Within the dense mats of vegetation:
- The dissolved oxygen is depleted, fish cannot breathe, and few organisms can survive.
- The water temperature rises becoming too warm for native organisms.
- Water circulation with the mats is prevented. The water rapidly becomes stagnant.
- Sunlight penetration is blocked; thus, photosynthesis cannot take place.
- Fish cannot swim within the vegetation because of the density of the stems, the lack of oxygen, and the higher water temperature.
- These factors severely alter the benthic environment, and most benthic organisms die off.
- All fish habitat, such as snags, logs, rocks, artificial habitat, nesting sites, etc. is no longer available to the fish.
- Nesting fish cannot use their usual nesting sites, and cannot protect their eggs if already in the nest.
- Fish must find alternative food sources that are normally provided by the littoral zone.
- The high density of vegetation, water temperature, and lack of dissolved oxygen, allows detrimental bacteria to thrive.
- Siltation within the vegetation is increased, and along with the rotting vegetation, it will slowly fill in and lower the water depth. Over time this will completely destroy a shallow littoral zone, totally eliminating it for fish habitat.
- Waterfowl feeding areas are eliminated, and the dense mats can harbor bacteria deadly to waterfowl.
- When the huge volume of dead vegetation rots, it adds to the nutrient level of the lake and can cause algal blooms, which increases the rate of eutrophication (the aging of the lake).
- The mats prevent swimming and boat usage completely, and the smell of rotting vegetation can last a significant time.
- Dense mats totally destroy every aspect of the ecology of that area effectively removing from the ecosystem.
Many fishermen believe the mats are beneficial to fishing. They are correct. Indeed, the “fishing” is often better. Thus, they also believe that because the fishing is better, the “Fishery” must also be better off. Here is where clarity is needed.
The “Fishing” can indeed be better, as defined by “catching more fish.” Why is this so? Well, consider a large natural cove. That cove has many fallen trees, limbs, rocks, snags, nesting area, natural aquatic vegetation, and lots of habitat for the forage fish to feed, hide, and live, as well as the game fish to feed, nest, etc. A large cove will support thousands of fish when you include the forage fish/minnows, pan fish (crappie and sunfish) and game fish, and young/baby fish. There are literally millions of insects and invertebrates, a major food source for fish. All these organisms are all making a living in this cove.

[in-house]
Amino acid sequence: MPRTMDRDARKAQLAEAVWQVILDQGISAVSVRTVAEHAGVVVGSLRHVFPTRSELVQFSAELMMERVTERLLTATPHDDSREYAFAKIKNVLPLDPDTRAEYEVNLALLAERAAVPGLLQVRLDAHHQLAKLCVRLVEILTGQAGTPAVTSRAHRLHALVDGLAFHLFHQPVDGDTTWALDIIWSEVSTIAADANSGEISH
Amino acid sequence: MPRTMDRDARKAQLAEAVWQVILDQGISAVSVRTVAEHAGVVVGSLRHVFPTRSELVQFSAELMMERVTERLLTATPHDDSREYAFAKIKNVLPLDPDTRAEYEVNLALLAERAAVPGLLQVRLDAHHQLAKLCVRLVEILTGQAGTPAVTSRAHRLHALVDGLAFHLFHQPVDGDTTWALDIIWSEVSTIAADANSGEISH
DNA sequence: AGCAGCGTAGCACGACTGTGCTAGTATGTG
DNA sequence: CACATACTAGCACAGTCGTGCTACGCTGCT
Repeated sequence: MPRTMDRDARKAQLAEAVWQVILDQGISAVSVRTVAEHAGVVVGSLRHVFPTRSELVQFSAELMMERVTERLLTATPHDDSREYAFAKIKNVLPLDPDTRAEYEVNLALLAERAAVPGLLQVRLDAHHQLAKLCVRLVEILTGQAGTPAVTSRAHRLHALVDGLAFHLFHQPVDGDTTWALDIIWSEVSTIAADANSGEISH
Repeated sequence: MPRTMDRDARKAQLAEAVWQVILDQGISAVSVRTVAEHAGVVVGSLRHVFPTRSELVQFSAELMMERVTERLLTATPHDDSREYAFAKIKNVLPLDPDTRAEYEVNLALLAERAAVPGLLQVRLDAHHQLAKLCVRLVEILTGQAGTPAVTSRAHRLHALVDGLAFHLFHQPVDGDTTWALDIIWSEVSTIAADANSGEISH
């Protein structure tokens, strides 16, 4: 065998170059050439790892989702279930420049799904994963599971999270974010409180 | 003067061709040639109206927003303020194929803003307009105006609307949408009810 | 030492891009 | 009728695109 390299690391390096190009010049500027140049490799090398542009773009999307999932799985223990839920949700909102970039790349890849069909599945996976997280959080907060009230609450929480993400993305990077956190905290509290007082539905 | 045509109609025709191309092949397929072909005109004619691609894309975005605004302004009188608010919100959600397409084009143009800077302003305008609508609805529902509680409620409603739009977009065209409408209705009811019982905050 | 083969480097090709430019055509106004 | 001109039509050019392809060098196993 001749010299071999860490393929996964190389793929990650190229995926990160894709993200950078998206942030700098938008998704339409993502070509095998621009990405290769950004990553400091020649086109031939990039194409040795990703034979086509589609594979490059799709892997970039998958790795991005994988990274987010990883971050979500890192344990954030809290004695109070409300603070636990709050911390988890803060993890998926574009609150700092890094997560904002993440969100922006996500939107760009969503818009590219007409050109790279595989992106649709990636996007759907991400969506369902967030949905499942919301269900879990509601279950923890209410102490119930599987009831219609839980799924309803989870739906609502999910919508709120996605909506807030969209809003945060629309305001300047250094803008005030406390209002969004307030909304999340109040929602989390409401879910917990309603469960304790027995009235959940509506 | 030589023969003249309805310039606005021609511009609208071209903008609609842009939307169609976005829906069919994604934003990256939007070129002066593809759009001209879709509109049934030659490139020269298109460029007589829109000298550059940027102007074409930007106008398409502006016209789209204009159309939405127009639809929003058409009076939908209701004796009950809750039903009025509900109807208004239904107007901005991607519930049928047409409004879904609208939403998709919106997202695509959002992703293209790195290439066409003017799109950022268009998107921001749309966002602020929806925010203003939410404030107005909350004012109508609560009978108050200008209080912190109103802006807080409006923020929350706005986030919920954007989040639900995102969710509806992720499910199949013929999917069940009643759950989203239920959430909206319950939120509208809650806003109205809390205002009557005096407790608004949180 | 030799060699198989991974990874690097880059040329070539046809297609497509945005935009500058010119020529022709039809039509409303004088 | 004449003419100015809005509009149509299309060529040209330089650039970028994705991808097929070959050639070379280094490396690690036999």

As the invasive aquatic plants emerge from the substrate, all is well until the density begins to increase. As the density increases, all those parameters mentioned above begin to take effect. This essentially removes the entire cove and all its otherwise beneficial habitats from use by the fish and food organisms. Yes, the entire cove is no longer available. All the forage fish, pan fish, and game fish are forced to the outer edge of the mat.
The forage fish can only penetrate a small distance into the mats for protection. So the game fish stalk the outer edge of the mats searching for something to eat. Essentially, all the fish that were in the cove have to move somewhere else, and many stick around the edge of the mat. Thus, there are more game fish in a smaller area, simply because they were forces out of their homes. The density of game fish increases at the edge of the mat, at the cost of their normal, healthy environment. They can no longer feed, hunt, live, nest, or hide in the snags of the cove. That cove is no longer available to fish or food organisms, until the mat is gone, and even then, the left behind rotting vegetation has a very negative impact on ecology of the cove. When a cove is covered with invasive aquatic plants year after year, growing and rotting, it is soon completely unavailable to fish and healthy aquatic organisms. The substrate is always covered with the remains of rotting vegetation and is no longer a healthy ecosystem.
So, yes, the “fishing” may indeed be better, only because the fish are forced to a smaller area; but the “fishery” is significantly harmed. Remember, all the habitat, snags, food, nesting sites, normally found in that cove is taken away from the fish; thus they must go elsewhere to live and reproduce. As you reduce the amount of healthy littoral zone, you reduce the health of the fishery. Sooner or later the entire fishery will suffer a major decline. This is not speculation, this is ecological science and fact.
Many Pro-Fisherman and fishing organizations know that non-native invasive plant species and dense mats are deleterious to fish and fishing, and support the eradication and control of such invasive species.